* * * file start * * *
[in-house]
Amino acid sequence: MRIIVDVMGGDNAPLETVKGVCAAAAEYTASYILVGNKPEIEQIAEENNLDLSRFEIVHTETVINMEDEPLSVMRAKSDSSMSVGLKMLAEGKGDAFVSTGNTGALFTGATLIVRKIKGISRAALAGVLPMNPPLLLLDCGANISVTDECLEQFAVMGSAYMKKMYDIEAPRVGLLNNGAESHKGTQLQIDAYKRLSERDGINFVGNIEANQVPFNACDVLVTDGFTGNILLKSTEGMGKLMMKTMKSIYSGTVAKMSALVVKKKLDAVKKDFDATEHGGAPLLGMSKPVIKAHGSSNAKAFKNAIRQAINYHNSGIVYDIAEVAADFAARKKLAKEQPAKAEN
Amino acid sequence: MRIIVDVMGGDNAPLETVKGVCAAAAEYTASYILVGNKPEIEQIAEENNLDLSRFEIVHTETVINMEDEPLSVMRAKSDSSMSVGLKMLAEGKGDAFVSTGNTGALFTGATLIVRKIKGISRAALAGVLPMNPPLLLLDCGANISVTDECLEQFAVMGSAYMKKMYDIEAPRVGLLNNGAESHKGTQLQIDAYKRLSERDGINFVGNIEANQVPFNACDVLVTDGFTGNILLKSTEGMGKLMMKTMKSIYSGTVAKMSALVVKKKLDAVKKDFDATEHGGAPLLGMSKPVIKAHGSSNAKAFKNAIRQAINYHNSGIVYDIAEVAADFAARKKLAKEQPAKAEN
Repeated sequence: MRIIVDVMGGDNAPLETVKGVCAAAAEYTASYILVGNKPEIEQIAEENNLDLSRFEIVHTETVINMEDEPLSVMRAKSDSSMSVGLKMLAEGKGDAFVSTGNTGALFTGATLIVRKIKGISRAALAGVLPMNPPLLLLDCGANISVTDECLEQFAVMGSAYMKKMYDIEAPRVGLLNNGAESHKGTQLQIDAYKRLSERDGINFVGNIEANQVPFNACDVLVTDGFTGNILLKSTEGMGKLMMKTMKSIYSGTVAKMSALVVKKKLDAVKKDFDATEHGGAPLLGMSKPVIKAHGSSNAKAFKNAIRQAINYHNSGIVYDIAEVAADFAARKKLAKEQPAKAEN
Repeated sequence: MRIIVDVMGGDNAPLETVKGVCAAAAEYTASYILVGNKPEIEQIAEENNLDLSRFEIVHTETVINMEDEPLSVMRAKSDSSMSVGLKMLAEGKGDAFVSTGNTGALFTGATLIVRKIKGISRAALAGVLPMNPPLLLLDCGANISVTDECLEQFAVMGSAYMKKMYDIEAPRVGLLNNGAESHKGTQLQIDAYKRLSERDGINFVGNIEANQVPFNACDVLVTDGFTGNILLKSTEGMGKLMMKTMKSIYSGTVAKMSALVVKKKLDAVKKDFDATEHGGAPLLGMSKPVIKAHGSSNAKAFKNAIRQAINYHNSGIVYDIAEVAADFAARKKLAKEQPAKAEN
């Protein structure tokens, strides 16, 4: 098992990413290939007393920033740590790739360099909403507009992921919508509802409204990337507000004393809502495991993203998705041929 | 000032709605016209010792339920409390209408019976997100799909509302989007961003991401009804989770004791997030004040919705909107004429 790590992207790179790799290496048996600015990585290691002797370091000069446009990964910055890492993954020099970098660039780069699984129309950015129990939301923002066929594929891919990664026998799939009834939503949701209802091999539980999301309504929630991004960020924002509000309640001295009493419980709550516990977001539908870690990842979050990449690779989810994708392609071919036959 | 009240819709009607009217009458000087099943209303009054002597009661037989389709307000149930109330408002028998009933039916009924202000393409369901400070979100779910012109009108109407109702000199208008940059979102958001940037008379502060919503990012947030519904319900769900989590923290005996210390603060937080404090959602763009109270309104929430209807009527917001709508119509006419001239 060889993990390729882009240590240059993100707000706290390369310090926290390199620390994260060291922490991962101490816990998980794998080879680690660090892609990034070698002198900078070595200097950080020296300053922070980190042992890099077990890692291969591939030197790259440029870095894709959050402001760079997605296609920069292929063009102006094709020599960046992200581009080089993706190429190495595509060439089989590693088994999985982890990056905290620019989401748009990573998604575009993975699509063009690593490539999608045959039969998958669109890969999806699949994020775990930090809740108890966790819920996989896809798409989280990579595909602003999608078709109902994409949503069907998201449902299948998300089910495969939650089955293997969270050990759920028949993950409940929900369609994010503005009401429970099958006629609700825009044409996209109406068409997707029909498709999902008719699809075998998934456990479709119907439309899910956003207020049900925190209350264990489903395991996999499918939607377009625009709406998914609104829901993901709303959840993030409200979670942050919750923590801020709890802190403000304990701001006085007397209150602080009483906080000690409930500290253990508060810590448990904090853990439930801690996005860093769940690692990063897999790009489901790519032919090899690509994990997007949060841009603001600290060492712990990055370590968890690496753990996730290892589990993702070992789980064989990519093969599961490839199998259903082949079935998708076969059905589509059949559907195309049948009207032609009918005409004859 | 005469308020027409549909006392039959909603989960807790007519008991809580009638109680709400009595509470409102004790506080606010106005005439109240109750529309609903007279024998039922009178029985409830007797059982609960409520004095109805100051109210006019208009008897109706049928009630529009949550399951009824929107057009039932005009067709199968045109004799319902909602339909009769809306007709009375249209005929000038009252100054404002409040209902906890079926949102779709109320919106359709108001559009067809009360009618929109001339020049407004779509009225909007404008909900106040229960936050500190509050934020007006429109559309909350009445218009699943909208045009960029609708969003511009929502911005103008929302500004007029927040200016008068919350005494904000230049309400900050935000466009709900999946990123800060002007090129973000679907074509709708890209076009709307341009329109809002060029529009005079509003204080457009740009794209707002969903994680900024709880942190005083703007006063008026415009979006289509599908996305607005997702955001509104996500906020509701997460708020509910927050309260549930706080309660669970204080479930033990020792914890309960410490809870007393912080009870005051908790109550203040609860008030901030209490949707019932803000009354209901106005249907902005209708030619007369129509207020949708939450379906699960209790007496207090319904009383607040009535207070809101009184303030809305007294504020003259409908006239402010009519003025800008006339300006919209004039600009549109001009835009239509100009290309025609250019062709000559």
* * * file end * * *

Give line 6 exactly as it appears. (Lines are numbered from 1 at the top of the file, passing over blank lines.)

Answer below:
């Protein structure tokens, strides 16, 4: 098992990413290939007393920033740590790739360099909403507009992921919508509802409204990337507000004393809502495991993203998705041929 | 000032709605016209010792339920409390209408019976997100799909509302989007961003991401009804989770004791997030004040919705909107004429 790590992207790179790799290496048996600015990585290691002797370091000069446009990964910055890492993954020099970098660039780069699984129309950015129990939301923002066929594929891919990664026998799939009834939503949701209802091999539980999301309504929630991004960020924002509000309640001295009493419980709550516990977001539908870690990842979050990449690779989810994708392609071919036959 | 009240819709009607009217009458000087099943209303009054002597009661037989389709307000149930109330408002028998009933039916009924202000393409369901400070979100779910012109009108109407109702000199208008940059979102958001940037008379502060919503990012947030519904319900769900989590923290005996210390603060937080404090959602763009109270309104929430209807009527917001709508119509006419001239 060889993990390729882009240590240059993100707000706290390369310090926290390199620390994260060291922490991962101490816990998980794998080879680690660090892609990034070698002198900078070595200097950080020296300053922070980190042992890099077990890692291969591939030197790259440029870095894709959050402001760079997605296609920069292929063009102006094709020599960046992200581009080089993706190429190495595509060439089989590693088994999985982890990056905290620019989401748009990573998604575009993975699509063009690593490539999608045959039969998958669109890969999806699949994020775990930090809740108890966790819920996989896809798409989280990579595909602003999608078709109902994409949503069907998201449902299948998300089910495969939650089955293997969270050990759920028949993950409940929900369609994010503005009401429970099958006629609700825009044409996209109406068409997707029909498709999902008719699809075998998934456990479709119907439309899910956003207020049900925190209350264990489903395991996999499918939607377009625009709406998914609104829901993901709303959840993030409200979670942050919750923590801020709890802190403000304990701001006085007397209150602080009483906080000690409930500290253990508060810590448990904090853990439930801690996005860093769940690692990063897999790009489901790519032919090899690509994990997007949060841009603001600290060492712990990055370590968890690496753990996730290892589990993702070992789980064989990519093969599961490839199998259903082949079935998708076969059905589509059949559907195309049948009207032609009918005409004859 | 005469308020027409549909006392039959909603989960807790007519008991809580009638109680709400009595509470409102004790506080606010106005005439109240109750529309609903007279024998039922009178029985409830007797059982609960409520004095109805100051109210006019208009008897109706049928009630529009949550399951009824929107057009039932005009067709199968045109004799319902909602339909009769809306007709009375249209005929000038009252100054404002409040209902906890079926949102779709109320919106359709108001559009067809009360009618929109001339020049407004779509009225909007404008909900106040229960936050500190509050934020007006429109559309909350009445218009699943909208045009960029609708969003511009929502911005103008929302500004007029927040200016008068919350005494904000230049309400900050935000466009709900999946990123800060002007090129973000679907074509709708890209076009709307341009329109809002060029529009005079509003204080457009740009794209707002969903994680900024709880942190005083703007006063008026415009979006289509599908996305607005997702955001509104996500906020509701997460708020509910927050309260549930706080309660669970204080479930033990020792914890309960410490809870007393912080009870005051908790109550203040609860008030901030209490949707019932803000009354209901106005249907902005209708030619007369129509207020949708939450379906699960209790007496207090319904009383607040009535207070809101009184303030809305007294504020003259409908006239402010009519003025800008006339300006919209004039600009549109001009835009239509100009290309025609250019062709000559």